Much has been made of the reported sighting of a drone at about 6000ft by the pilot of an Airbus A320 on climb-out from Christchurch International Airport last week.

Not surprisingly, the New Zealand Airline Pilots' Association has expressed alarm that uninformed persons can buy a UAV and operate near an airport, "seemingly with little idea of the seriousness of their actions".  This is a perfectly reasonable concern - though UAVs generally do not fly particularly fast and may weigh only a few kilograms, a jet aircraft could be flying at 150 to 170kt - and ingestion of a UAV by an engine, or impact at such speed could seriously damage the aircraft or the pilots it if penetrated the windscreen.  Regulatory bodies may now be tempted to impose more restrictive conditions on all model aircraft in response to the perceived risk of collision.

Unfortunately, this particular genie is out of the bottle.  Many people have purchased multi rotor drones on the Internet and the FAA has warned that there could be a million drones under the Christmas trees of the nation this year.  No amount of regulation is going to stop some of these machines being flown in areas where more responsible pilots would not fly, while licensing is not going to help - if you are going to use a gun illegally, you don't buy a firearms licence.  Registration and marking of the drones will not help much either - they are too small to carry registration letters readable from another aircraft.  Probably the only approach likely to have an impact is education of drone operators and the use of simple posters and comic strip style information delivery to purchasers of model aircraft of all types.

The new CAA regulations in New Zealand have taken a reasonable approach, more clearly defining what is permitted under the Rule Part 101.E for model aircraft and Airways and its partners have made available a website called Airshare for UAV flight planning and information exchange.  A further Rule, Part 102, has set out the requirements for commercial operation of unmanned aerial systems.  Provided that UAV and model aircraft operators continue to obey the new rules, there will be no conflict with full-size aircraft.  Of course, you can't legislate against stupidity and there will always be someone who wants to see how high the aircraft can fly.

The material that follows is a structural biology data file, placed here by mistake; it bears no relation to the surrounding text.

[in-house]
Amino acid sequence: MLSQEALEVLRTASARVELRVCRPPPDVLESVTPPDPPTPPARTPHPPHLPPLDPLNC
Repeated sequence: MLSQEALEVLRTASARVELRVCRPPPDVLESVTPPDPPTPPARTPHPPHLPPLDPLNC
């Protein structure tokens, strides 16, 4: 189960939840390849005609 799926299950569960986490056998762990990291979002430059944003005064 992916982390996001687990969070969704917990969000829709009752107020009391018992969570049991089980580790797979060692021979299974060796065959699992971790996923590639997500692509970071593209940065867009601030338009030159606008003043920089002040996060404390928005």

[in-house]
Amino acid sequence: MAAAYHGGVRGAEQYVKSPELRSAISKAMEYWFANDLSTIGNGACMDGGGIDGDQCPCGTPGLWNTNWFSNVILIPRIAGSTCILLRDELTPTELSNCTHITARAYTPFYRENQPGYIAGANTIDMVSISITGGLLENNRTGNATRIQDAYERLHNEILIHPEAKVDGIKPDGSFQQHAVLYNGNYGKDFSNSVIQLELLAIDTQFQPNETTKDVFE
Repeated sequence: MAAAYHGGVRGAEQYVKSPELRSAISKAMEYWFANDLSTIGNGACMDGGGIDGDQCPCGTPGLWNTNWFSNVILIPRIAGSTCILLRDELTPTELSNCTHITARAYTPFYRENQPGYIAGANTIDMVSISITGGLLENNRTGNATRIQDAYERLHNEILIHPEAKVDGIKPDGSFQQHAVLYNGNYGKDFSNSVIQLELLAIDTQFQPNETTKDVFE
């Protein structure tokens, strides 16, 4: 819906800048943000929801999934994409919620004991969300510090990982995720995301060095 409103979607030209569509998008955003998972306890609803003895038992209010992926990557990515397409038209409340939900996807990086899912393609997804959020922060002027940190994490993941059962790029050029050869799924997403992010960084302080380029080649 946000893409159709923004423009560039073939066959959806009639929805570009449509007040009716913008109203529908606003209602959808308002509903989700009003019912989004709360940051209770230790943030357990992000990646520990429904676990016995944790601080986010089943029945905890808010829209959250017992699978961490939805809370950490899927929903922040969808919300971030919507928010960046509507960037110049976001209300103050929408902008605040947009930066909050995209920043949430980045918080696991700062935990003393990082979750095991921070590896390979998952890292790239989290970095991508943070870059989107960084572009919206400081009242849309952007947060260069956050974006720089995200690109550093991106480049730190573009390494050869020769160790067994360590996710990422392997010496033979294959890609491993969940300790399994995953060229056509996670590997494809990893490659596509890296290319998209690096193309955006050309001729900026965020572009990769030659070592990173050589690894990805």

Some commercial drone operators have jumped on the bandwagon and called for even more restrictions on hobby operators, but they are not taking into account the capabilities of modern consumer-level drones.  Suggesting that an enthusiast might only be able to fly his or her drone up to 200ft before losing control is somewhat condescending towards serious aircraft modellers and is just not realistic.   Even cheap autopilots are capable of flying the aircraft to waypoints out of sight of the operator and returning to the launch point.

As to whether the drone reported could have reached 6000ft, there is insufficient information in the various reports to reach a conclusion.  Was it a multi rotor or a fixed wing aircraft?  A multi rotor must support its weight by generating thrust from the propellers, which uses up battery power at a high rate.  On the other hand, a fixed wing aircraft supports its weight with the lift generated by its wings, so, under normal flight conditions, battery power consumption is considerably less.  In January 2014, I flew our Fox fixed wing UAV up to 5500ft AGL in the Taylor Dry Valley in Antarctica.  The purpose was to photograph some of the ridges surrounding our campsite.  The flight was conducted with full approval from Mac Centre, the flight control centre for Antarctica, located at McMurdo Base.  In reaching this altitude, we ran the batteries down to our minimum safe reserve and had only a few minutes of useful photography time, gliding down to our landing point with the motor off.  A multi rotor probably could not have achieved this climb.

What would be the point in flying a UAV at 6000ft?  In most cases, photographs and videos taken from this height would be of little use.  When we conduct surveying operations with a UAV, we generally fly at 250 to 350 ft AGL, to get good resolution in the images, so well clear of general aviation operations.

So, we have to accept that the A320 pilot did indeed see some flying object at 6000ft, but as to whether it was a multi rotor or fixed wing UAV, or even another type of craft, such as a microlight, we have no further information.  Of one thing I am sure: no serious UAV operator would fly so high close to an airport because of the risk to other aircraft and the low resolution of resulting images.

The comments above are my own opinions and do not necessarily reflect the views of the Auckland University of Technology UAV operations group, or the University itself.  The post has been edited to resolve the missing part of the penultimate paragraph.